September 20, 2011
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Like many of BRAC’s programs, its community-based model for TB has garnered much praise: it’s been profiled in articles in the New York Times, documented in Harvard Business School case studies, received the Stop TB Partnership Kochon Prize, and hosted dozens of distinguished visitors.

Look for: Making Tuberculosis History: Community-based Solutions for Millions.

Like many of BRAC’s programs, its community-based model for TB has garnered much praise: it’s been profiled in articles in the New York Times, documented in Harvard Business School case studies, received the Stop TB Partnership Kochon Prize, and hosted dozens of distinguished visitors.Some of its methods have brought them under fire, within conservative communities, with the public sector, and international donors—it was one of the first to treat patients with lay volunteers (called shasthya shebikas), all women, in the community.And while medications have always been provided for free by the government, BRAC requires patients to hand over a small deposit prior to beginning treatment that’s returned only when the patient completes the six months of treatment (this can be paid by the community or waived when necessary). Shasthya shebikas watch the patients take their medications every day (a strategy now called directly observed therapy, short-course or DOTS) at their homes, receiving a small payment upon treatment completion. When pressured to change its delivery strategy, BRAC has refused, with one argument amply supported by program data and rigorous research studies: this model works.With adherence as an Achilles’ heel for treating infectious and non-communicable disease alike, BRAC found a way to engage patients and motivate them to continue the full course of treatment, defended it, and then scaled up to one of the largest programs in the world.Now a critical member in a national partnership with the Government of Bangladesh, over 40 other non-governments organizations, BRAC treats close to 100,000 patients a year with a success rate of 92%, defying the assumed trade-off between quality and scale.These achievements reflect significant contributions from many, including technical expertise from the World Health Organization and the Japanese Anti-TB Association, and resource mobilization by the Country Coordinating Mechanism, and transcend national borders.Internationally, BRAC has begun to adapt the model to new contexts.BRAC Afghanistan has worked with the government to make community-based TB treatment options part of the standard package of health services offered nationally.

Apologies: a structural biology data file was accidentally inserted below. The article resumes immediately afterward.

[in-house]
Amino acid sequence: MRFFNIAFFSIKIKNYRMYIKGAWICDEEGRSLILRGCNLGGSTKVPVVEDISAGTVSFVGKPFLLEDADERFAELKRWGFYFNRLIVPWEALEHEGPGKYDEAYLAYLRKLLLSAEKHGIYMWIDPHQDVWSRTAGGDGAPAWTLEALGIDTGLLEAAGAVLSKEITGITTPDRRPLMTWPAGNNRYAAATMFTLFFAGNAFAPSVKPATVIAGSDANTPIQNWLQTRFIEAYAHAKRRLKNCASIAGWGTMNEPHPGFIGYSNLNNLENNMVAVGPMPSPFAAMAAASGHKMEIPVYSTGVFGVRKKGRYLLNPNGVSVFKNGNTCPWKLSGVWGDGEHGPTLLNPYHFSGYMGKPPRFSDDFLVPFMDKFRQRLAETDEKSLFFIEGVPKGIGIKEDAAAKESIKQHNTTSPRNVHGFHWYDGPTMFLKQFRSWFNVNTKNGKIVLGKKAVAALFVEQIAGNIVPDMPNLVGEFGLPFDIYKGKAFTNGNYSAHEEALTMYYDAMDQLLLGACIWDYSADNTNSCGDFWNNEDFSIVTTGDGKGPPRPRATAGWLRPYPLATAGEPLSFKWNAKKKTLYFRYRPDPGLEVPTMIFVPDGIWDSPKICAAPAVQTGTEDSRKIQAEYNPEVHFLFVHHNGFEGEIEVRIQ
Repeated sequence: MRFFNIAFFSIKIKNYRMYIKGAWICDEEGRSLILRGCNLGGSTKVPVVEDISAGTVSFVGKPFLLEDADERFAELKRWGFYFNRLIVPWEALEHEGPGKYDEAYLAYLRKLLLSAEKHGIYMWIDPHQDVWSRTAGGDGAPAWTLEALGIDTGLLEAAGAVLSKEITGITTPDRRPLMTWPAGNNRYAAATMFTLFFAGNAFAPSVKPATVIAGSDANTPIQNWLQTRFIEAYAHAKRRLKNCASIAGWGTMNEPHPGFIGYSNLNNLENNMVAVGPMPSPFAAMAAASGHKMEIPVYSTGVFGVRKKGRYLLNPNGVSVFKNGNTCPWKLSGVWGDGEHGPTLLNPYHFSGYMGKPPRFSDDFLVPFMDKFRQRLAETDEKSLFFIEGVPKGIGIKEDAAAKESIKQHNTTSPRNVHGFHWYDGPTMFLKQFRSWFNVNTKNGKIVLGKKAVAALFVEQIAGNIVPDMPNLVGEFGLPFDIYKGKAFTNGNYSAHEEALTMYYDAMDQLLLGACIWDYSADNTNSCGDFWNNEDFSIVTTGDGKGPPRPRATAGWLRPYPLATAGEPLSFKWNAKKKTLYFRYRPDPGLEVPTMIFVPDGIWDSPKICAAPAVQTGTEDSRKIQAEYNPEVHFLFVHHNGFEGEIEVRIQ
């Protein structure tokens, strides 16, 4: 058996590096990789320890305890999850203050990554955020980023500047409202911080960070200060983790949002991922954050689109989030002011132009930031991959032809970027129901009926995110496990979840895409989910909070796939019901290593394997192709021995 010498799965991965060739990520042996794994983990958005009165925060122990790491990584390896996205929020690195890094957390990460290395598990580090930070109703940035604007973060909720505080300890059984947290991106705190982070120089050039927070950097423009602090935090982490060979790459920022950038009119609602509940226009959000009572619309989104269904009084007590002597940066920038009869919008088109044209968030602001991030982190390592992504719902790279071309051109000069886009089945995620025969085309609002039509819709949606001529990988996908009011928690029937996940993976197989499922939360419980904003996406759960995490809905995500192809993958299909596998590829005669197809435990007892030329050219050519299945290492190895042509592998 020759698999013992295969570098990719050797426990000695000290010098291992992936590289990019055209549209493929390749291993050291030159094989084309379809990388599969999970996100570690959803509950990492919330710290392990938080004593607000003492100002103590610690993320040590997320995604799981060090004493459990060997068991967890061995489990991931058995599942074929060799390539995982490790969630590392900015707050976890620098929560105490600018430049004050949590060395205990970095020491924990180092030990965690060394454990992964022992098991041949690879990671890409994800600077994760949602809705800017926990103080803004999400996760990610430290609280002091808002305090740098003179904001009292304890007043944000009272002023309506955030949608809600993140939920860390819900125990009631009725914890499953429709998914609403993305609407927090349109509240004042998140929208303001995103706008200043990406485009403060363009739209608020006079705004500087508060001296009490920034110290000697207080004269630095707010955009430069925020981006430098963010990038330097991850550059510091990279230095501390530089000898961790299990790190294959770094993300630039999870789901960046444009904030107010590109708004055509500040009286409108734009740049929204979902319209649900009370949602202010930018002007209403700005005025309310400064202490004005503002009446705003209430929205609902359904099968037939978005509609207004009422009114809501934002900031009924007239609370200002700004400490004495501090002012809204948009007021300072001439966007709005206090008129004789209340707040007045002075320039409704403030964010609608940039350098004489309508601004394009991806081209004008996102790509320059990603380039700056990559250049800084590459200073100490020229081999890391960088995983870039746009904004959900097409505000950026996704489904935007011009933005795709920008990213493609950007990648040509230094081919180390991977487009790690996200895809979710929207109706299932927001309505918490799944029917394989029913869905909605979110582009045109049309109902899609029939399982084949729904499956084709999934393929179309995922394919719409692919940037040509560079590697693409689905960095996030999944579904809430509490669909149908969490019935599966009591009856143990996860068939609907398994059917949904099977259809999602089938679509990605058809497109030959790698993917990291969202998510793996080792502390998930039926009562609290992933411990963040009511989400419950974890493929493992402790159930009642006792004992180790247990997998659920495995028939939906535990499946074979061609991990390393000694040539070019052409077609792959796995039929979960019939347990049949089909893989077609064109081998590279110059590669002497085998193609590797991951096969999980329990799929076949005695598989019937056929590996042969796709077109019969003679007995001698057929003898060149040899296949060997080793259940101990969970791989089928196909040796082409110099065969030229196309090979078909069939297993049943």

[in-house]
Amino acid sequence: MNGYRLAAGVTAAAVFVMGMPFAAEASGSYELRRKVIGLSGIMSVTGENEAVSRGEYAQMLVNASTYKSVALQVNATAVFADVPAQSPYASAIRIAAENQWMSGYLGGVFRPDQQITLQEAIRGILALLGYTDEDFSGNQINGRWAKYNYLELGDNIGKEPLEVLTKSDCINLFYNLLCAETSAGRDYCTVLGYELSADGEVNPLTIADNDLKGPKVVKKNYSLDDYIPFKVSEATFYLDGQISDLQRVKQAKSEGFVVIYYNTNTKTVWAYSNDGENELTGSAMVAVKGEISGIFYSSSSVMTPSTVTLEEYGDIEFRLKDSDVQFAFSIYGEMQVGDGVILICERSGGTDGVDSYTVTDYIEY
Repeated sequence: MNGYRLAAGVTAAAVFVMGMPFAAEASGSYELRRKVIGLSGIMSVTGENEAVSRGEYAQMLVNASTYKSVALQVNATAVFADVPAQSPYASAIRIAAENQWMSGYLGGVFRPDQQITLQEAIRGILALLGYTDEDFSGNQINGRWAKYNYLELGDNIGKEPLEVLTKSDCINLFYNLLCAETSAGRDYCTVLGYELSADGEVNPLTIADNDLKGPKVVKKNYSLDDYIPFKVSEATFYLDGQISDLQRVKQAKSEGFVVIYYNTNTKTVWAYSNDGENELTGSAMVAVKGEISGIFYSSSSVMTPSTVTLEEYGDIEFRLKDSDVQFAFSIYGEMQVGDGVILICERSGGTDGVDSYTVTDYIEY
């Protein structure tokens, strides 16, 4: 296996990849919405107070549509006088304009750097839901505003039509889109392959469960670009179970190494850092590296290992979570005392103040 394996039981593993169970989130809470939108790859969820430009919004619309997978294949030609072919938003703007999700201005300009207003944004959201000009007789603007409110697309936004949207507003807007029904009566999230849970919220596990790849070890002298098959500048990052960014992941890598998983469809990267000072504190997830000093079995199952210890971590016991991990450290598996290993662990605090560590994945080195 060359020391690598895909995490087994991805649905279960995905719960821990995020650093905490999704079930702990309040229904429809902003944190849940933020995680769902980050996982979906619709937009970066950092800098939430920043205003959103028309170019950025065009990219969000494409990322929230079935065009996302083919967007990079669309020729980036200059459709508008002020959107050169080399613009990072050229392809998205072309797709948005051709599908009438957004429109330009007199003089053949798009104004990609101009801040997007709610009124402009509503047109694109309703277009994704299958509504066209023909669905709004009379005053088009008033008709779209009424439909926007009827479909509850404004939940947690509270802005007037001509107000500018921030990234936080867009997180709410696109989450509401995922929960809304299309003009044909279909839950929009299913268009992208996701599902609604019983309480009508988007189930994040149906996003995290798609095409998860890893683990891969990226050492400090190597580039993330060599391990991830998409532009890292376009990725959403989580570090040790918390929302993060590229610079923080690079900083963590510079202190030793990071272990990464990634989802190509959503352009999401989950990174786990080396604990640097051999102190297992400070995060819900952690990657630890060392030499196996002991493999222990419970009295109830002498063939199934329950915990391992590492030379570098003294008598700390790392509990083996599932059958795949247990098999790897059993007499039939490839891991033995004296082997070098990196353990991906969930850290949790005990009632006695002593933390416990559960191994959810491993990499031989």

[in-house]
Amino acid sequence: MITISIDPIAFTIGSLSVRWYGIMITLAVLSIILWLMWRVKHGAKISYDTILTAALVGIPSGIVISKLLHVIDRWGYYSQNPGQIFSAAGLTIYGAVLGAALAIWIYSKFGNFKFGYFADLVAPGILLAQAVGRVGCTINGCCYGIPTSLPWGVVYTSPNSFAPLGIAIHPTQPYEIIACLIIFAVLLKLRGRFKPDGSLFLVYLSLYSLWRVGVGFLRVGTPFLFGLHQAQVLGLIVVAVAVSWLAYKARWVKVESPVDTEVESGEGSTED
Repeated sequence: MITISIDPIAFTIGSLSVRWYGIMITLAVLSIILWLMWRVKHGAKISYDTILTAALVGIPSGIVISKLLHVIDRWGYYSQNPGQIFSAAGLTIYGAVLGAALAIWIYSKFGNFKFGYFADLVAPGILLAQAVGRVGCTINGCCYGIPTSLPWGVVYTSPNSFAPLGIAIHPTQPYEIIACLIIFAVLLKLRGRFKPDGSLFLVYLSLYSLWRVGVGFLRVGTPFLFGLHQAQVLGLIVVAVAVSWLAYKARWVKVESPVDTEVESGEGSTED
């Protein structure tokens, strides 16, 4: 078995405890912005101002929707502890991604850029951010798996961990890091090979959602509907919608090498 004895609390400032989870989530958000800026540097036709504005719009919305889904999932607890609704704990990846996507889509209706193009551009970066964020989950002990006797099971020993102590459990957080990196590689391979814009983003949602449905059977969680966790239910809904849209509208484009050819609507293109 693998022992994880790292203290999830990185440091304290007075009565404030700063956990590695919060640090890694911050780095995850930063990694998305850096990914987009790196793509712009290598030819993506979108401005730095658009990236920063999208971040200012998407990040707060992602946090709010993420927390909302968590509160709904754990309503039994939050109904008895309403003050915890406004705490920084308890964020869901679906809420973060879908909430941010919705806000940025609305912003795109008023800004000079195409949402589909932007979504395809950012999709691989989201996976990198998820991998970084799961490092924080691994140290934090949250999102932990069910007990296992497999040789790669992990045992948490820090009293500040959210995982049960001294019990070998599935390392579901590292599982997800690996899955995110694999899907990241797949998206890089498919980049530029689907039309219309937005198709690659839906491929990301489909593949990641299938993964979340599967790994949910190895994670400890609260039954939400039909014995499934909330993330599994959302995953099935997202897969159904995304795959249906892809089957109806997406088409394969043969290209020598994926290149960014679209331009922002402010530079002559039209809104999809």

Since its first write-up in a scientific newsletter in 1991, BRAC has published several academic articles on its successes in tuberculosis.It has even written chapters on the program in Tuberculosis: an interdisciplinary perspective and more recently, in From One to Many, a collection of programmatic experiences in scale up edited by BRAC. Ian Smillie dedicates a chapter of his book on BRAC, Freedom from Want, to tuberculosis control. But a thorough, reflective documentation, one capturing the broader elements of the history, collective insights, support systems, strategic thinking, and overall, the story of what had built the program, written by its veteran leaders and staff, was absent.Finally, in Making Tuberculosis History: Community-based Solutions for Millions, we have achieved just that.The book offers a complete account of the program: how it was conceived, piloted, refined, scaled, managed, and ultimately adapted for new contexts, including Bangladesh’s rapidly growing cities and Afghanistan’s remote mountainous regions.Summarizing past successes and current dilemmas, the book’s ultimate aim is to advance efforts to eliminate poverty and disease globally.The public health challenges facing the world today demonstrate the critical need for large-scale thinking; lessons from BRAC’s TB program can inspire others to think creatively about health delivery and advancing towards health for all.

Making Tuberculosis History will be formally launched on October 27th at the 42nd Union World Conference on Lung Health. All conference participants are welcome to attend. BRAC plans to hold additional book launch activities in Dhaka, New York, Boston in the coming months. Those interested in purchasing the book can find information at the University Press Limited website.

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